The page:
• Early payment for our most vulnerable small and medium sized suppliers, to help them with financial liquidity.

• Extending credit to selected small-scale retail customers whose business relies on Unilever, to help them manage and protect jobs.

Workforce Unilever will protect its workforce from sudden drops in pay, as a result of market disruption or being unable to perform their role, for up to three months. We will cover our employees, contractors and others who we manage or who work on our sites, on a full or part-time basis. This will apply to workers not already covered by government plans or by their direct employer.

Automation is part of the solution to rebuild areas hit by fires

With an estimated 12.35 million acres of land and 2,500 homes and business having been destroyed in the recent runaway fires that ravaged the landscape since September 2019, Australia is now faced with the enormous and arduous task of rebuilding the country.

While this might seem like an insurmountable task to many, the fires also bring new opportunities to the adjacent industries involved in helping rebuild the homes, buildings and farmland that were lost in the fire, giving an opportunity to jumpstart the economy. This is particularly true in the agriculture industry, which comprised 14 per cent of the total land that was burned by the Australian bushfires. By mid-January, an estimated 820,000 ha of agricultural land had been destroyed across New South Wales, Victoria and South Australia.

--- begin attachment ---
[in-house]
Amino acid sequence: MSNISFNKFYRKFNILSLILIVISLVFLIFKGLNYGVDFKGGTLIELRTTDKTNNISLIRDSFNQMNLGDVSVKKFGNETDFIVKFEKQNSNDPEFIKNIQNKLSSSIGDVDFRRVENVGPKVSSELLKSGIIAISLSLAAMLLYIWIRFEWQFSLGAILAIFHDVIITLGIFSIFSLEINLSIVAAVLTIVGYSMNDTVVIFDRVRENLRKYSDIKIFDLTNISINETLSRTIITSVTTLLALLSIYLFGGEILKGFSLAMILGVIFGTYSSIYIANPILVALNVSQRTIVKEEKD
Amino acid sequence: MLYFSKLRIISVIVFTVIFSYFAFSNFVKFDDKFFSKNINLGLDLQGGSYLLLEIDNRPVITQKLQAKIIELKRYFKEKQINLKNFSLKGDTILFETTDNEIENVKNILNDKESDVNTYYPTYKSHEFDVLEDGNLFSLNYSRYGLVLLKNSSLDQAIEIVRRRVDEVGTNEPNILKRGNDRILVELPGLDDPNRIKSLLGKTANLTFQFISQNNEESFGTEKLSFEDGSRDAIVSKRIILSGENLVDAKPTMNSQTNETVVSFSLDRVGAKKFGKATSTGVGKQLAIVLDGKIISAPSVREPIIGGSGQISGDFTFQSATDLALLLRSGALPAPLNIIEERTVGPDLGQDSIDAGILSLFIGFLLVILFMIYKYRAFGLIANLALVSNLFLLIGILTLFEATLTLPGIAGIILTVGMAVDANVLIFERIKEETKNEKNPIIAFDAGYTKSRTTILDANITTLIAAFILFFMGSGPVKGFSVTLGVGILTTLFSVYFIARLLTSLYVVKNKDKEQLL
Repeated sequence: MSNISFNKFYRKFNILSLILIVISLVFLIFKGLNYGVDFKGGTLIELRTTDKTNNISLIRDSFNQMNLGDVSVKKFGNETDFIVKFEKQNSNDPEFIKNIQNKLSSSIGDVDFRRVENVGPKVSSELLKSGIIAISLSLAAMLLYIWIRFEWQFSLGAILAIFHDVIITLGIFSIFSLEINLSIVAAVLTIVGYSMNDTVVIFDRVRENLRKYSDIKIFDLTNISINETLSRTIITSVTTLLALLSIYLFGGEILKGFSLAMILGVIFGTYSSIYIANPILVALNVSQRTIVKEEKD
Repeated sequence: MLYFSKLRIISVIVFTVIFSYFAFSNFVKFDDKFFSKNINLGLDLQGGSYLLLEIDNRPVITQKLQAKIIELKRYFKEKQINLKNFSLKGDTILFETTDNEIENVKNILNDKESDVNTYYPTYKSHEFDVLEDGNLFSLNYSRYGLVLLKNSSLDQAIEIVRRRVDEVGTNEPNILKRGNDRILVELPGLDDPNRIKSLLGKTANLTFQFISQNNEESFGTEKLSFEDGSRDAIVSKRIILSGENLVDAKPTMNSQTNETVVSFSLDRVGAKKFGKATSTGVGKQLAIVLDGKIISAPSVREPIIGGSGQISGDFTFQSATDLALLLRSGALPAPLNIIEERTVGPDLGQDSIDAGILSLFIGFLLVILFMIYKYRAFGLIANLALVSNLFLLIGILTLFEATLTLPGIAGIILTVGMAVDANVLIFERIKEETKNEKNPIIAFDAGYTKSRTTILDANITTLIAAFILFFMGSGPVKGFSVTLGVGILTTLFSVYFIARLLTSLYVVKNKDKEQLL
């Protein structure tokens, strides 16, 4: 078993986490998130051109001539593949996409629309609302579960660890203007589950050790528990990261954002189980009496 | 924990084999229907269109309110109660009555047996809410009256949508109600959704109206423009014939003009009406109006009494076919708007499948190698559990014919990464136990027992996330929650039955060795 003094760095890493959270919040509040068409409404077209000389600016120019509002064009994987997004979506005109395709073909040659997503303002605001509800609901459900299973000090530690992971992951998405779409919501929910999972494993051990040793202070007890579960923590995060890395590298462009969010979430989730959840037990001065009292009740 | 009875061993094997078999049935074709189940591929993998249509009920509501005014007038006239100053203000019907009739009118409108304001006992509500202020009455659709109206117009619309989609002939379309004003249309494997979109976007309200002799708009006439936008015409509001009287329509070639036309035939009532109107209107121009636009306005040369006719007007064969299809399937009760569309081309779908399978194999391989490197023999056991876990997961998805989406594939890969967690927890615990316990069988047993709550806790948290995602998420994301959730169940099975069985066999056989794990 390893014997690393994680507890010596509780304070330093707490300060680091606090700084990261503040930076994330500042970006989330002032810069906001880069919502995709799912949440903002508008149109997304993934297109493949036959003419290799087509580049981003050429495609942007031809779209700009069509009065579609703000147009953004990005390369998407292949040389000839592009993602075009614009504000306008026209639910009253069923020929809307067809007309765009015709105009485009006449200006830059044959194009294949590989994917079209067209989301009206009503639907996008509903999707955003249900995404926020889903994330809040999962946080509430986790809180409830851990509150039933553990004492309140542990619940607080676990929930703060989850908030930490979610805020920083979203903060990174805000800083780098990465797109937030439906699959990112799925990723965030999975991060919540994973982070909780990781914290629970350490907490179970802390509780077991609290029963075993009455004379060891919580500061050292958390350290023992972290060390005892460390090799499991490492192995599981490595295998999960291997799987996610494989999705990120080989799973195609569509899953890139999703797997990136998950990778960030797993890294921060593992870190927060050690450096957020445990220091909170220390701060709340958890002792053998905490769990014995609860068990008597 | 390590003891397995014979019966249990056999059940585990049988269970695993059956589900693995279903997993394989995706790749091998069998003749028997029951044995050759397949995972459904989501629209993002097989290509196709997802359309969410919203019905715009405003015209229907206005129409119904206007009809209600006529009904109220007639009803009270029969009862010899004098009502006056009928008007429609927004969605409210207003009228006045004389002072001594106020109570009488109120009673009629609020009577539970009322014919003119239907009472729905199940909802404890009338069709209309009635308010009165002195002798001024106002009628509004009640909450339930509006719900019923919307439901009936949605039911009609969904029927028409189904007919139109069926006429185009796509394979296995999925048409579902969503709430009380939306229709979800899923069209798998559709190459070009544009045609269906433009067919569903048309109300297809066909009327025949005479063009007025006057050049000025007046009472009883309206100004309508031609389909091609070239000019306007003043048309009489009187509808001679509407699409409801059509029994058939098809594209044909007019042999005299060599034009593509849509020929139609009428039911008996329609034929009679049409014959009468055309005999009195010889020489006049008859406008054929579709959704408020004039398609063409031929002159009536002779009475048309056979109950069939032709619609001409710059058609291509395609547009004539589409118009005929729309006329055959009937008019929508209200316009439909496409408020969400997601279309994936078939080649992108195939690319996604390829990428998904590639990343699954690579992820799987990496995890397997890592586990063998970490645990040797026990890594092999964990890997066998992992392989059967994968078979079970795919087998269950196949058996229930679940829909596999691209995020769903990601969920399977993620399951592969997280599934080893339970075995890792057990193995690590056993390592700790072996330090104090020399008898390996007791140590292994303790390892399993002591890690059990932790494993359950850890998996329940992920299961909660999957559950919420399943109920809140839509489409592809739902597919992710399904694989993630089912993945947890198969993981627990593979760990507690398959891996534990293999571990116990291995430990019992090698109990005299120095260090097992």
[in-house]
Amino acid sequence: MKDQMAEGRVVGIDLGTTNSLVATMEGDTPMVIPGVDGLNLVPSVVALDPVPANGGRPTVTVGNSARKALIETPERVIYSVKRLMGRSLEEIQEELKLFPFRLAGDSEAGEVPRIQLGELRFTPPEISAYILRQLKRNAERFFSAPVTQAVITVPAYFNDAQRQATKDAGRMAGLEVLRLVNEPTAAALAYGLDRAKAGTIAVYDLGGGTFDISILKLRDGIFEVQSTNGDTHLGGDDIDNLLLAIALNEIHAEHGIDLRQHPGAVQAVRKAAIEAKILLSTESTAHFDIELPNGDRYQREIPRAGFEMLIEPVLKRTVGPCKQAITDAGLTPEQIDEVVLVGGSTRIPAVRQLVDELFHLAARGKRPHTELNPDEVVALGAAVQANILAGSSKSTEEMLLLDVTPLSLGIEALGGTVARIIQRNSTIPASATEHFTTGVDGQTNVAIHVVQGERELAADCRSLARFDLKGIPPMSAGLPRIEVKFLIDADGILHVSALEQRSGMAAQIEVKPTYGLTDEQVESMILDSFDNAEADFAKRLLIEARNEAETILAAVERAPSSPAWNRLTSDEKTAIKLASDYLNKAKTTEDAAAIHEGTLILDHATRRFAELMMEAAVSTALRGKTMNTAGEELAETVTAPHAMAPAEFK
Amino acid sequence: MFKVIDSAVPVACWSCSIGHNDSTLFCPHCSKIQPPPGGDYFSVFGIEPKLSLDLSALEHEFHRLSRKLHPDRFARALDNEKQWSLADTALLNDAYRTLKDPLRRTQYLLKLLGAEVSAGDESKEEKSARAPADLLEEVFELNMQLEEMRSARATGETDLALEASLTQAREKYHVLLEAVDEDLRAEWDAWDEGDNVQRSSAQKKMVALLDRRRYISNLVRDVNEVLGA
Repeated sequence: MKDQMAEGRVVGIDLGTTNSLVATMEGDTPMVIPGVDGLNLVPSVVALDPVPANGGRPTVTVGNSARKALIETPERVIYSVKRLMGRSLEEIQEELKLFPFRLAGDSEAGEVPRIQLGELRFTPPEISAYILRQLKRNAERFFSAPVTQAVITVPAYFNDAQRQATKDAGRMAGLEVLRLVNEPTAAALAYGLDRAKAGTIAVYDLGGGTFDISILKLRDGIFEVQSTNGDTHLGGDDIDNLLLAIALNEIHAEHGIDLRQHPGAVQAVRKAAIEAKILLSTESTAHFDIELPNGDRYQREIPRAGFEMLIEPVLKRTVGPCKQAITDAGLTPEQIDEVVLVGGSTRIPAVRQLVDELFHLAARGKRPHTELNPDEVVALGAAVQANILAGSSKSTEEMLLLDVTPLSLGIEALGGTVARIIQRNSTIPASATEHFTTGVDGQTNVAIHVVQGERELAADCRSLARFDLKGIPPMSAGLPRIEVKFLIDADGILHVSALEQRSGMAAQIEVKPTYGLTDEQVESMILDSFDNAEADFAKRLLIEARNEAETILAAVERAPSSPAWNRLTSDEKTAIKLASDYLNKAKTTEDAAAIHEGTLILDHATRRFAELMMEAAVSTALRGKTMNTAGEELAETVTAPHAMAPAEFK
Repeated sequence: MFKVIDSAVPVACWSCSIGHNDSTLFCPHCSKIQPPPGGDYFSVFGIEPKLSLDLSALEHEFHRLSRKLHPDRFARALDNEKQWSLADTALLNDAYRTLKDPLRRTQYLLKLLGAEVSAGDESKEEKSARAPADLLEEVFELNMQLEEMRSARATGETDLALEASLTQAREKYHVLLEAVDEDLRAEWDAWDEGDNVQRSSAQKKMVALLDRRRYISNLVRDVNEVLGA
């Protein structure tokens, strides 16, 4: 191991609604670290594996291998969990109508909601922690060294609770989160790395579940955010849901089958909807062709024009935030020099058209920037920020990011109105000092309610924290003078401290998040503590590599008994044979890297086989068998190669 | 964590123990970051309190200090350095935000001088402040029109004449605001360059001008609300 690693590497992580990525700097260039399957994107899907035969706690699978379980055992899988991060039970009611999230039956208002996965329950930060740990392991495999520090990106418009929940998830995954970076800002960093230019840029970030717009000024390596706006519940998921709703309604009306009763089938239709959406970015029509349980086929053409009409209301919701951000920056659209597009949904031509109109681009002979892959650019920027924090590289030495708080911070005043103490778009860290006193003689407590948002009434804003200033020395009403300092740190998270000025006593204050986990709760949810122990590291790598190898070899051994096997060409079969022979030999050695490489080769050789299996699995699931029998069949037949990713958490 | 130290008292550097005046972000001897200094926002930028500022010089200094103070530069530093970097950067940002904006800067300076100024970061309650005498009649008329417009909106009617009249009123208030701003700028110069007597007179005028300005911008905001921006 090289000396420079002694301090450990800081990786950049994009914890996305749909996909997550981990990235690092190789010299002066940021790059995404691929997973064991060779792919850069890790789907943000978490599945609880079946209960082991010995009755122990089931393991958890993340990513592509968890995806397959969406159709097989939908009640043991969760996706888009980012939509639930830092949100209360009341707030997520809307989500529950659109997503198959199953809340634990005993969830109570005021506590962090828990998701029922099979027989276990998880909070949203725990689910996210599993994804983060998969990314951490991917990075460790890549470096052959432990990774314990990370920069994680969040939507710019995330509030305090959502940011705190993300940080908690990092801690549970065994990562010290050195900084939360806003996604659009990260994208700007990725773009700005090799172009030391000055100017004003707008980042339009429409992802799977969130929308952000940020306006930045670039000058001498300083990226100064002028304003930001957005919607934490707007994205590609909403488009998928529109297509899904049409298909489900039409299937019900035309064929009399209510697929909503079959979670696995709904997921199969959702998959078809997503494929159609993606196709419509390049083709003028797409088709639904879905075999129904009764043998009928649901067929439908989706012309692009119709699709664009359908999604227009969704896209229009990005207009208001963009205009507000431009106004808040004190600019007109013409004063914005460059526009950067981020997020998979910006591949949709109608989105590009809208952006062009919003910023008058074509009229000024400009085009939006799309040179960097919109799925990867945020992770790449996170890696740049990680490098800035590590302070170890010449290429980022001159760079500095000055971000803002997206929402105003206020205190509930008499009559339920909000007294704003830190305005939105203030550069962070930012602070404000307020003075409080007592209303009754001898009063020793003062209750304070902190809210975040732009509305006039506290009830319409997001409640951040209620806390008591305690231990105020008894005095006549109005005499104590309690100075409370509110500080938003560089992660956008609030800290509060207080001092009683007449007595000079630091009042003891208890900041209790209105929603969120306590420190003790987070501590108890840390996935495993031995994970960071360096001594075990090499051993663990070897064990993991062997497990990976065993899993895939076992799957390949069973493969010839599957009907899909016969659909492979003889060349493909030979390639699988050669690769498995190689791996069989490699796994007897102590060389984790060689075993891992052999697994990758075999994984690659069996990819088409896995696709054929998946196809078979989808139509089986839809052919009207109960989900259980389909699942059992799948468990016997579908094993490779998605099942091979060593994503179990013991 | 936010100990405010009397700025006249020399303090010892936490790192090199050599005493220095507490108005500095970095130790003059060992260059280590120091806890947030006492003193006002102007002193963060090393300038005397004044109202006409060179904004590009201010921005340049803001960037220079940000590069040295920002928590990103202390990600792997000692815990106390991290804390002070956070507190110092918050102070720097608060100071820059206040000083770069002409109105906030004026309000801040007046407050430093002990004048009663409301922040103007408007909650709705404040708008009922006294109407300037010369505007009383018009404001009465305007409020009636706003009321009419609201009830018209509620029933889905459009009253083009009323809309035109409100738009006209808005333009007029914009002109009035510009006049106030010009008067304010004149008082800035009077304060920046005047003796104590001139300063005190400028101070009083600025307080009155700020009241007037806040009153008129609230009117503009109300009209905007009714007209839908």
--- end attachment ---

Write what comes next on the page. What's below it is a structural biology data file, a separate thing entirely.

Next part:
Rising up from the ashes
Cobot manufacturer Universal Robots, believes that while this tragic event has left a trail of destruction and Australia still needs to recover from the loss to its ecosystem, companies may be able to speed up the process of rebuilding by implementing technological advancements across the spectrum.

With applications ranging from packaging and palletising, assembly, welding, product handling and many more, UR cobots can tackle those tedious tasks that require superhuman abilities to repeat the same movement over and over again for many hours with exactly the same precision. Cobots have been successfully deployed across a range of industries and have become more common in manufacturing environments.

“A big benefit UR cobots hold in this rebuilding process is that it provides manufacturers and industry with the ability to act fast, increase productivity, profits and offer higher quality products,” said Darrell Adams, Head of SEAO at Universal Robots.